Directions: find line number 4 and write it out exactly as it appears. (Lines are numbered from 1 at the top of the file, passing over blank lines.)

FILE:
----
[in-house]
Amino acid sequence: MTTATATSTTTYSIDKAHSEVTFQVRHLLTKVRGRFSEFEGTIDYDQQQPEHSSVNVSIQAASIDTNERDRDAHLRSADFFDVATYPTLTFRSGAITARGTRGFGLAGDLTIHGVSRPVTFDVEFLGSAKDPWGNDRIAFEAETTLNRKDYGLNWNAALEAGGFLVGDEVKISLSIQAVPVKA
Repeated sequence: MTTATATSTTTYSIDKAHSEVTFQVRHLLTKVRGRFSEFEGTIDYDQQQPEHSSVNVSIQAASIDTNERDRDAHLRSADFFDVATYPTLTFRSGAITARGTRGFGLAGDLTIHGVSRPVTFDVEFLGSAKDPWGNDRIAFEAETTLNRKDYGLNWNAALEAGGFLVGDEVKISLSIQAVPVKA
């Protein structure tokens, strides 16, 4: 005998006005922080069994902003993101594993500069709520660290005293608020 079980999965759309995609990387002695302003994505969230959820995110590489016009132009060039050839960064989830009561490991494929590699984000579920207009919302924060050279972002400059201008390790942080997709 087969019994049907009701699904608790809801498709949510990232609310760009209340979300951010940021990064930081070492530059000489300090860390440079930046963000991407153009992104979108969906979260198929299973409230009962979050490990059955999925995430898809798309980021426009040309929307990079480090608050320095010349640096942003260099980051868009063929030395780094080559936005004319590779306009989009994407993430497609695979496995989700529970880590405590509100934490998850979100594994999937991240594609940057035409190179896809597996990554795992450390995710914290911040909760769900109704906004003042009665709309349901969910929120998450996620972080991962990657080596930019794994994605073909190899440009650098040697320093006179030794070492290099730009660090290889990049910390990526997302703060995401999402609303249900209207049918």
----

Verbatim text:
């Protein structure tokens, strides 16, 4: 005998006005922080069994902003993101594993500069709520660290005293608020 079980999965759309995609990387002695302003994505969230959820995110590489016009132009060039050839960064989830009561490991494929590699984000579920207009919302924060050279972002400059201008390790942080997709 087969019994049907009701699904608790809801498709949510990232609310760009209340979300951010940021990064930081070492530059000489300090860390440079930046963000991407153009992104979108969906979260198929299973409230009962979050490990059955999925995430898809798309980021426009040309929307990079480090608050320095010349640096942003260099980051868009063929030395780094080559936005004319590779306009989009994407993430497609695979496995989700529970880590405590509100934490998850979100594994999937991240594609940057035409190179896809597996990554795992450390995710914290911040909760769900109704906004003042009665709309349901969910929120998450996620972080991962990657080596930019794994994605073909190899440009650098040697320093006179030794070492290099730009660090290889990049910390990526997302703060995401999402609303249900209207049918």